approach which ends in visual to both runways, you should enter the Visual
Landing Pattern, or the Circling Visual Approach. Circling Visual gets you
in quicker, but usually has a higher minimums. A Circling Visual Approach
means you come off the heading and track an arc down to the runway,
descending all the time. Like a long descending turn down to short finals,
quite a difficult manuver to master in the sim because of lack of peripheral
vision. The Circuit option would mean you would enter the circuit at circuit
altitude. If you were to enter a circuit on the other side of the active
runway (ie you have to cross over) you should cross the runway at Circuit
Altitude plus 500ft.

A Circling Approach can be thought of as joining the Circuit from Base. If
you are joining the circuit as standard it should be from Downwind at least,
or perhaps cross overhead the VOR (crossing the runway centreline) at
Circuit altitude +500. Descend to Circuit altitude on the dead side and turn
to join on Crosswind of the circuit (crossing the runway centreline again)
Turn Downwind, Base and Finals and landing.

"Jay Williams" <Voodoo141@buggeroffspammercox.net> wrote in message
news:6Qk8e.539$yO2.477@lakeread07...
> shorter version. tune your VOR to the same heading as teh runway you want
> to land on. Intercept and fly that VOR
>
> <snoopy_@excite.com> wrote in message
> news:1113666522.938099.313580@z14g2000cwz.googlegroups.com...
>> What is the trick to approaching correct runways?
>>
>> If I am flying to an airport via VOR, I understand that the VOR gets me
>> there, but it doesn't get me to approach the correct runway in the
>> position I want to be to land.
>>
>> I.E. Suppose I am heading to an airport via VOR at a heading of 360
>> degrees. I am 6 miles out and the tower reuest that I land on runway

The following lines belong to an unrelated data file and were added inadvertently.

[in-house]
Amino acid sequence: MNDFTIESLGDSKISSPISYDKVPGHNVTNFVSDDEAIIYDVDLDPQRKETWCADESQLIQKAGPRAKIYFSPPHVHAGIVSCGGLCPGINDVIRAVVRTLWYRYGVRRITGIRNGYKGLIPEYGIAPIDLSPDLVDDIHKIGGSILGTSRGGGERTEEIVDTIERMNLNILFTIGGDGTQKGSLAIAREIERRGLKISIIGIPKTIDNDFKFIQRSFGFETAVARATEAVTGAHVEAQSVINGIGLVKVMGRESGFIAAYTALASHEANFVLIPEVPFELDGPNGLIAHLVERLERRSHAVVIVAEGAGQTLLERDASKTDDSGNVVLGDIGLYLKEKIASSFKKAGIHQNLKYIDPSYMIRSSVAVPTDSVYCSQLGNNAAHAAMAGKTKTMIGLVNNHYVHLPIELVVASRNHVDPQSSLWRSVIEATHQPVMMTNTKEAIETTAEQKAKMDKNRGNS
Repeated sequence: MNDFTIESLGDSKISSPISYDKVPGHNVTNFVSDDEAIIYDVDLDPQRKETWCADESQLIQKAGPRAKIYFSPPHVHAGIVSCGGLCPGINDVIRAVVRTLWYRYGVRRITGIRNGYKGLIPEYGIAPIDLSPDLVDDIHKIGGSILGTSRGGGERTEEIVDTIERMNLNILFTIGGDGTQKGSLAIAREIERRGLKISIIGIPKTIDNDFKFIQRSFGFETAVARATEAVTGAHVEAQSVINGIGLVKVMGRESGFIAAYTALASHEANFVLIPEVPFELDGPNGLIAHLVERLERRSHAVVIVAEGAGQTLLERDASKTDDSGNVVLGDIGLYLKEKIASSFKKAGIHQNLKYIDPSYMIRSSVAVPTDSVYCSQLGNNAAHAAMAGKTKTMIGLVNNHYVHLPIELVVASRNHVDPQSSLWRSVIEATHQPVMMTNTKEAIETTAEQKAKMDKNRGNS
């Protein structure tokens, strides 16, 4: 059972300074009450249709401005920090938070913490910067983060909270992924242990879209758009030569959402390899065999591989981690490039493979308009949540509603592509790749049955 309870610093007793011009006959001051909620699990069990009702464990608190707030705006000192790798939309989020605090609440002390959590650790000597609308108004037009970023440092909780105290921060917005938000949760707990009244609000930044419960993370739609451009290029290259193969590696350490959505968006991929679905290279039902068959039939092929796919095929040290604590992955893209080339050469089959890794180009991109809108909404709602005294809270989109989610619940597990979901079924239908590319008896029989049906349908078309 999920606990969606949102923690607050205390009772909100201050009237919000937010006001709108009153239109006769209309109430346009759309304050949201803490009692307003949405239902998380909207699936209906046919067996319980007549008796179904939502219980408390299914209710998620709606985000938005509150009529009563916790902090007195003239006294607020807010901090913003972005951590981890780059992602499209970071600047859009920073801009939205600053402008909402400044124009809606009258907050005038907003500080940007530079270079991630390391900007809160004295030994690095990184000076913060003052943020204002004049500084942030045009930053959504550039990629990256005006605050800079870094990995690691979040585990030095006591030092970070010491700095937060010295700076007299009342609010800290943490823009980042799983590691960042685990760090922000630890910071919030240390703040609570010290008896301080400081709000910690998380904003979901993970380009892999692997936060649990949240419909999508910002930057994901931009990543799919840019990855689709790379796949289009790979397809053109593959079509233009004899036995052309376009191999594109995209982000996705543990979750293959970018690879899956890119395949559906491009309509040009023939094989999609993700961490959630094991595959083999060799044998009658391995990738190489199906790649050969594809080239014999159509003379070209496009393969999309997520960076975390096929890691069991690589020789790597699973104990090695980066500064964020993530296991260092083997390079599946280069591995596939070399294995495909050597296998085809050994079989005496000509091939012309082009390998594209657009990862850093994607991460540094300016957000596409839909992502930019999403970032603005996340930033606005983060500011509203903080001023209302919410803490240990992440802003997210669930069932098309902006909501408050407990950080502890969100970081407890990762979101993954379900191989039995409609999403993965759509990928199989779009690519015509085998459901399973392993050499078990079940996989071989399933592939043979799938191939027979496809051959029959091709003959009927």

>> 90R. Now I realize that the runway would be on a heading of 90
>> degrees, and I can cheat the VOR by turing the heading card to match
>> the radius, which would then line me up for the right approach, but how
>> is it really done? Or do pilots just fly to within a certain distance
>> and then head into the crosswind, downwind, base traffic pattern that
>> is indicated within MSFS?
>>
>> Just wondering, I can get to the airport, but I always want to fly
>> straight in to land because it ives me the best chance for an easy
>> landing. In the ILS lesson it's much easier because you have the VOR,
>> and then the ILS to bring you in, but it's always direct landings.
>>
>
>
Anonymous
April 18, 2005 3:36:35 AM

Archived from groups: alt.games.microsoft.flight-sim (More info?)

Hi Snoop;

You didn't say if you are VFR or on an IFR flight plan when you're
approaching this airport. Which are you?
Dudley

<snoopy_@excite.com> wrote in message
news:1113666522.938099.313580@z14g2000cwz.googlegroups.com...
> What is the trick to approaching correct runways?
>
> If I am flying to an airport via VOR, I understand that the VOR gets me
> there, but it doesn't get me to approach the correct runway in the
> position I want to be to land.
>
> I.E. Suppose I am heading to an airport via VOR at a heading of 360
> degrees. I am 6 miles out and the tower reuest that I land on runway
> 90R. Now I realize that the runway would be on a heading of 90
> degrees, and I can cheat the VOR by turing the heading card to match
> the radius, which would then line me up for the right approach, but how
> is it really done? Or do pilots just fly to within a certain distance
> and then head into the crosswind, downwind, base traffic pattern that
> is indicated within MSFS?
>
> Just wondering, I can get to the airport, but I always want to fly
> straight in to land because it ives me the best chance for an easy
> landing. In the ILS lesson it's much easier because you have the VOR,
> and then the ILS to bring you in, but it's always direct landings.
>
Anonymous
April 22, 2005 9:04:44 PM

Archived from groups: alt.games.microsoft.flight-sim (More info?)

Dudley,
I was VOR. I was playing with the OBS dial an dialing in the same
radial I figured the runway would be, but I thought that was cheating